Earthly Delights – The Novella Project IV
These stories are rich in nuanced characterisations. The collection chosen is sure to appeal to a wide range of reading tastes. – Sally Breen (judge)
Griffith Review once again showcases some of the best new Australian fiction with its fourth novella competition, Earthly Delights.
Judges this year were novelist and Novella Project III winner Nick Earls; publisher and Stella Prize founder Aviva Tuffield; and creative writing lecturer and novelist Sally Breen.
The winning entries range widely in theme, voice and style....
The final frontier
'Rapid developments have left a gap not only in the infrastructure and education required to support personalised medicine, but also in the public debate over policy. The enthusiastic proponents of genomic medicine foresee a future filled with promise, in which the healthcare system undergoes a huge paradigm shift. Others imagine a world populated by mutant monsters and zombies.'
In her essay ‘The final frontier‘, published in Griffith Review 52: Imagining the Future, regular contributor Leah Kaminsky traces the rapid and sophisticated developments in genomic medicine. ‘The final frontier’ was recently selected for inclusion in the 2016 edition of The Best Australian Science Writing.
Queensland writing fellowships 2017
'The range and quality of the applications was exceptional. This is a measure of the depth of talent in the Queensland writing community,' – Editor Julianne Schultz
The eight winners of the Queensland writing fellowships have been announced. Lech Blaine, Laura Elvery, Jim Hearn, Bri Lee, Rowena Lennox, Linda Neil, Kristina Olsson and Nigel Powell will all receive funding to further their creative projects and be published in Griffith Review in the coming year. Queensland Premier Annastacia Palaszczuk said the fellowships ‘demonstrate our commitment to the literary sector to secure the future of writing in Queensland’.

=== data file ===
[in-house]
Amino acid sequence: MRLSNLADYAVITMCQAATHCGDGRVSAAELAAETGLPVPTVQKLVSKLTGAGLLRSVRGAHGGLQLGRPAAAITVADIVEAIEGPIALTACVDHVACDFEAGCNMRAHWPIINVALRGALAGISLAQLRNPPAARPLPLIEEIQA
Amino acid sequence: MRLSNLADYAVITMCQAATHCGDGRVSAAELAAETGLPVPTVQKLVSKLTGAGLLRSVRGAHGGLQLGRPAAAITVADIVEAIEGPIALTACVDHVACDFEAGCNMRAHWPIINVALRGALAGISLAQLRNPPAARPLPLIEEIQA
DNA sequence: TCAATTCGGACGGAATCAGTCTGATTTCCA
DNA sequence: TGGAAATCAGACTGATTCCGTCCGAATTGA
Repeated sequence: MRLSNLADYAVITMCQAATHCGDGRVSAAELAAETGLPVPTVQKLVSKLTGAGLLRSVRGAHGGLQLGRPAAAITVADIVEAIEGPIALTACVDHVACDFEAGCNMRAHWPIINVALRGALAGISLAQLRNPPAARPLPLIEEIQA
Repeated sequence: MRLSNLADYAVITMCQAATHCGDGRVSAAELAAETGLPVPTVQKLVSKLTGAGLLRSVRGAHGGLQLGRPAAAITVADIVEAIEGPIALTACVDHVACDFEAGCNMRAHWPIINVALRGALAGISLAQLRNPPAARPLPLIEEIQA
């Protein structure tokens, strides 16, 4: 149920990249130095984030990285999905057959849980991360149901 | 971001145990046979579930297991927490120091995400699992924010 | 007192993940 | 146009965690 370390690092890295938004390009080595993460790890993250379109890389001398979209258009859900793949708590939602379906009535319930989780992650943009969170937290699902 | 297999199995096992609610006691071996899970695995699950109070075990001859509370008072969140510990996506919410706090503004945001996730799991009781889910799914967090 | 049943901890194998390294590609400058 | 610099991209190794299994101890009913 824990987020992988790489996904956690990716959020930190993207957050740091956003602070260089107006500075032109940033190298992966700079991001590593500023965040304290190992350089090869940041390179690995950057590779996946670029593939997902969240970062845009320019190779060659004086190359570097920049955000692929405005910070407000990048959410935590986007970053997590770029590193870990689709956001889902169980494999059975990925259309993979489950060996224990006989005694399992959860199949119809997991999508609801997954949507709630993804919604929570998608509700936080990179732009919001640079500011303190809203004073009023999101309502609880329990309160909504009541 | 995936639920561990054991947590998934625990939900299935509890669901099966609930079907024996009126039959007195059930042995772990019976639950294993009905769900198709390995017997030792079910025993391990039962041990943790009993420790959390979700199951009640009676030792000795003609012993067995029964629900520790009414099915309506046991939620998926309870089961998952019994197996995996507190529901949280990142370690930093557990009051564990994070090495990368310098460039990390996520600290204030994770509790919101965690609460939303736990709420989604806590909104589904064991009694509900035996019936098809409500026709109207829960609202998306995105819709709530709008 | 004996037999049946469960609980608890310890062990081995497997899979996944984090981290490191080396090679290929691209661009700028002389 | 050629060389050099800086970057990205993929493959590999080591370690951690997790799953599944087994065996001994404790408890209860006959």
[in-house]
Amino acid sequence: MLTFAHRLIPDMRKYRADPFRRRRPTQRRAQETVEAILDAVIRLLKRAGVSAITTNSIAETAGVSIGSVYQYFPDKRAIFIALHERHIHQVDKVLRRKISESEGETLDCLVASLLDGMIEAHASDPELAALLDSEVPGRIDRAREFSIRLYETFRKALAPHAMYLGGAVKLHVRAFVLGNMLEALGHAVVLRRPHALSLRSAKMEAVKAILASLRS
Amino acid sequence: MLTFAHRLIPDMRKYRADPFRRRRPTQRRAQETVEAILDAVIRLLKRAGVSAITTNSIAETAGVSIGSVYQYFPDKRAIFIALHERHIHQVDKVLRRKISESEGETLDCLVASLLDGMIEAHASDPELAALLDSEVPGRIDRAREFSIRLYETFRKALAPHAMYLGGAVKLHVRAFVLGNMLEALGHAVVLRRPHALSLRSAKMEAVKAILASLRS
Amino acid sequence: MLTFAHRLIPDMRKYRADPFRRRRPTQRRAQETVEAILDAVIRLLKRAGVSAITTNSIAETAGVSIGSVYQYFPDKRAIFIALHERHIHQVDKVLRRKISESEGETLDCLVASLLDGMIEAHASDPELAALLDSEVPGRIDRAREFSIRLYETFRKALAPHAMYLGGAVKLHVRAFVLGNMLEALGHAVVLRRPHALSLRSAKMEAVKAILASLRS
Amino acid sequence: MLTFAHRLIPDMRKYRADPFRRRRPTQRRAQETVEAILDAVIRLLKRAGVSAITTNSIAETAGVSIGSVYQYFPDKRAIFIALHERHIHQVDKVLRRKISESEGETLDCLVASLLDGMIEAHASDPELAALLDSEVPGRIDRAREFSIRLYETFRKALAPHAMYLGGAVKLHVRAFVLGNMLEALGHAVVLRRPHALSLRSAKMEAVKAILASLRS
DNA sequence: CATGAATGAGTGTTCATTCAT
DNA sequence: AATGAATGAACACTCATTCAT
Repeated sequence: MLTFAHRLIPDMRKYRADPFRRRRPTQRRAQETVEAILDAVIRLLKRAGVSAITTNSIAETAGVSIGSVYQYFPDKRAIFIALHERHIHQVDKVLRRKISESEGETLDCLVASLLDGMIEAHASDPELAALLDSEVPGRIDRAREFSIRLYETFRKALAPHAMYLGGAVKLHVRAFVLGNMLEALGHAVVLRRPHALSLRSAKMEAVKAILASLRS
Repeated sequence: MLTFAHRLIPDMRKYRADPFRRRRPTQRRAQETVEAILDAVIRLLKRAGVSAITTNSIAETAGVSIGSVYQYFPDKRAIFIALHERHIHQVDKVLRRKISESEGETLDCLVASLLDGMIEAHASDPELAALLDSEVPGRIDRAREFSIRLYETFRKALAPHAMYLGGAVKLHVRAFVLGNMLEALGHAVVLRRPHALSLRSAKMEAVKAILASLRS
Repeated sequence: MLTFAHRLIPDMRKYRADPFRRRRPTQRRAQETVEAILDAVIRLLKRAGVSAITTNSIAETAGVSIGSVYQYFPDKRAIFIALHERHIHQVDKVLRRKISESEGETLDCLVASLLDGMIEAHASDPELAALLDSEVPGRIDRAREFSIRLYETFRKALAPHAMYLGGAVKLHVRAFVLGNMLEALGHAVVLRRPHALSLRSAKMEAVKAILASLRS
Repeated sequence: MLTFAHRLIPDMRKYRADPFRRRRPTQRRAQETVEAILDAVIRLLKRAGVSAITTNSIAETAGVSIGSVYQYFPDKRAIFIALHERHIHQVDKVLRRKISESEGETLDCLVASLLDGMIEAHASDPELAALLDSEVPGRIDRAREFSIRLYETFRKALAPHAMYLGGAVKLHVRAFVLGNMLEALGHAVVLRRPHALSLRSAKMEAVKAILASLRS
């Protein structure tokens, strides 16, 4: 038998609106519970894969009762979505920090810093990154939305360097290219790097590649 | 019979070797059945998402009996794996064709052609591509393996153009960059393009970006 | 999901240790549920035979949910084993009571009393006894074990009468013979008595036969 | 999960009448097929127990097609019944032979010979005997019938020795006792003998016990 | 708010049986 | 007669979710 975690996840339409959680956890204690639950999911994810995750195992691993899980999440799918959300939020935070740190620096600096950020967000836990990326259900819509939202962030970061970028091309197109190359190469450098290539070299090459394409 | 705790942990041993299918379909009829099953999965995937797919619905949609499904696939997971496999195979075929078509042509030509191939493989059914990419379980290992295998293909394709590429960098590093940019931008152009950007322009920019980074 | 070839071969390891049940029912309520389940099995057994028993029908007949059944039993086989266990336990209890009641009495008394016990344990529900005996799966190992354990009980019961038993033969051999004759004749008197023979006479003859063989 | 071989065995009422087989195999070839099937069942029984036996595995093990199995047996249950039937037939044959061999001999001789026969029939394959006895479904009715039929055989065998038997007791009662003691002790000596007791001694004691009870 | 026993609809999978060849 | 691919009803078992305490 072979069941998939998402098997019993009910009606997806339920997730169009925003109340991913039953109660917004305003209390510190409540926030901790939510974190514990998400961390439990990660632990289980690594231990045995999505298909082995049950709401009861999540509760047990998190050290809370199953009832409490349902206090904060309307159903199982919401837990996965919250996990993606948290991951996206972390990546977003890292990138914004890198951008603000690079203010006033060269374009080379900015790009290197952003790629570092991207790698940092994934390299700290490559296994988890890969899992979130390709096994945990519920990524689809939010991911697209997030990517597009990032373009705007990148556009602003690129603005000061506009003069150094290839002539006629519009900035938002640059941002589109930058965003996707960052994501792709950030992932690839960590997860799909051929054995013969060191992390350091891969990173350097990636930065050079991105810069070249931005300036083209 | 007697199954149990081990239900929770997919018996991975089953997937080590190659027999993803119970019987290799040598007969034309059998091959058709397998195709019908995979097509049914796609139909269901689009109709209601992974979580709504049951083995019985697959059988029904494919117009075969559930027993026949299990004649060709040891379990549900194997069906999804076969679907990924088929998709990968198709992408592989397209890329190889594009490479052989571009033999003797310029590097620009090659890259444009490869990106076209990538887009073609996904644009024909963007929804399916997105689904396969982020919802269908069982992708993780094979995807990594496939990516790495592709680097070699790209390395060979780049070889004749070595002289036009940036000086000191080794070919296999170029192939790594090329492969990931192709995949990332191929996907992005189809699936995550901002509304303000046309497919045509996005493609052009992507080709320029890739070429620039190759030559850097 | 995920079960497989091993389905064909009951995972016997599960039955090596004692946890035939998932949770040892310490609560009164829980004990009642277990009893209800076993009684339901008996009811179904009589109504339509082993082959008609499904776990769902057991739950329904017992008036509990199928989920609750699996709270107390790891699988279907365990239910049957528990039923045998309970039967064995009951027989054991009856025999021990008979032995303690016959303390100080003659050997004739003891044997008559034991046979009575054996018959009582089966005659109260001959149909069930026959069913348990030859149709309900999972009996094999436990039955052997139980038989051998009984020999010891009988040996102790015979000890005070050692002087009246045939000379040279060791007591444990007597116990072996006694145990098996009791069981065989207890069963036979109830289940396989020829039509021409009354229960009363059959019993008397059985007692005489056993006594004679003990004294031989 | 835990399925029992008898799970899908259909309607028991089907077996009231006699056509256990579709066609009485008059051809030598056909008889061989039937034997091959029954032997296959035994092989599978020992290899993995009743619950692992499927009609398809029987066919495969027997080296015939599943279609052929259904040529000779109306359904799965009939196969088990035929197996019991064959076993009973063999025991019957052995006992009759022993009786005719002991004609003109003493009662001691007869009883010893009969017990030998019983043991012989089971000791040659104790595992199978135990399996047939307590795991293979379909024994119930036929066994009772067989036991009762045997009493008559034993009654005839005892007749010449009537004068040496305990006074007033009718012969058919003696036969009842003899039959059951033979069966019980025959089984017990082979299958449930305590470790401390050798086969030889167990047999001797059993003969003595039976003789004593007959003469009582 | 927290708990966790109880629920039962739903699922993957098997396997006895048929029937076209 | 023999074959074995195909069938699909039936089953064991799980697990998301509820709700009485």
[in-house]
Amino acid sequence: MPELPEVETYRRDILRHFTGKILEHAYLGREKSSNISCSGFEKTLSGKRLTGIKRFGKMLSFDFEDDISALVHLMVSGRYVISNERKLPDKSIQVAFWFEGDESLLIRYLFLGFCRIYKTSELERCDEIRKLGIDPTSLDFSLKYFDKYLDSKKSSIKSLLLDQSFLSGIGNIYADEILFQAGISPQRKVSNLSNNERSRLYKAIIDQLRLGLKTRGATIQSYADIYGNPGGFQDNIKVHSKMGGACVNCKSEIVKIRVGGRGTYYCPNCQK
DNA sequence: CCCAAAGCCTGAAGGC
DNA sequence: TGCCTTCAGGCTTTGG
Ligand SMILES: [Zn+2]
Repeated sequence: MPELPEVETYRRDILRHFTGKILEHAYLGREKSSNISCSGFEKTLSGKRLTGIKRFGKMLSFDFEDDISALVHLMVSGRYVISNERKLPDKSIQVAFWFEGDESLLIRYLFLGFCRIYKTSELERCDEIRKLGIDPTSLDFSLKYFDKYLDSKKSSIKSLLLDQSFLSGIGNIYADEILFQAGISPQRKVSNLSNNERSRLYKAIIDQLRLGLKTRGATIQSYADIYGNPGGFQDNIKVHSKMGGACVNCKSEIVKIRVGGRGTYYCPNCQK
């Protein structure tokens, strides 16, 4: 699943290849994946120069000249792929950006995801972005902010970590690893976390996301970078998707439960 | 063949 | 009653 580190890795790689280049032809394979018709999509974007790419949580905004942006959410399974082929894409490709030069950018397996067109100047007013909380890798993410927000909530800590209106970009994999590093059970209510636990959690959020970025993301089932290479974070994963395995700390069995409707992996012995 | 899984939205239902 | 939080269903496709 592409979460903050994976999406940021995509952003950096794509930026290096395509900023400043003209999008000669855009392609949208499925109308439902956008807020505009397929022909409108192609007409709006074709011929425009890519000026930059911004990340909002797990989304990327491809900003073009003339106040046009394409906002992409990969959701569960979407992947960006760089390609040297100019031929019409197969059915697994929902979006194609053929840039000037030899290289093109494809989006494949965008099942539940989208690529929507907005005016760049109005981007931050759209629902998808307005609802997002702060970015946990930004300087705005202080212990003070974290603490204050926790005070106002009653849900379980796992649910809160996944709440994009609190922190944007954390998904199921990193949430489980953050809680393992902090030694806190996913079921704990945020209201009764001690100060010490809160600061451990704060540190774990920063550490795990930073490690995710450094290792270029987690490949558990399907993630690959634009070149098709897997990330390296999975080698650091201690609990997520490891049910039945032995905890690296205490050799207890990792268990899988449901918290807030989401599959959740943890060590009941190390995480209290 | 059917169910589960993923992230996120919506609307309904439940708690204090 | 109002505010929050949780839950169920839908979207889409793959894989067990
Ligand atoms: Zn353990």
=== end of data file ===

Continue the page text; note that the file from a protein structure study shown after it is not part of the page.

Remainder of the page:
Further details can be found here.
Berlin notes by CC O’Hanlon
In no other city does the past haunt the present as persistently as it does in Berlin. It’s easy to put this down to the city’s steadfast refusal to forget the mid-century horrors of Nazism or to redact its grim physical and ideological divisions after the war, but even in earlier, pre-Nazi Weimar years, a persistent, jittery angst found an outlet in the occult. We still call on ghosts here and draw them into our everyday.
The fourth instalment of CC O’Hanlon’s monthly column, ‘Berlin notes’, relates his first experiences in the city and how he came to adopt the German capital as his home.
In the media
Grattan Institute’s Summer Reading List
Australia’s recent economic success arose from a political consensus forged in the 1980s, which became globally inf luential. Precisely because it was successful in the prior era, it is now constraining the country’s ability to find its way towards new policies that will achieve future prosperity.
Every year, the Grattan Institute releases a summer reading list for the Prime Minister, recommending books and articles that the Prime Minister, or any Australian interested in public debate, will find both stimulating and a great read. We’re thrilled to see that this year’s list includes ‘Time for a new consensus: Fostering Australia’s comparative advantages’, an e-book by Jonathan West and Tom Bentley from Griffith Review 51: Fixing the System. West and Bentley explore the economic, social and cultural changes in Australia over the last forty years, and suggest a new economic model for a more secure future
by GJ Stroud
by Clare Wright
by Kim Mahood
by Emma Hardman
by Nigel Krauth
by Megan Davis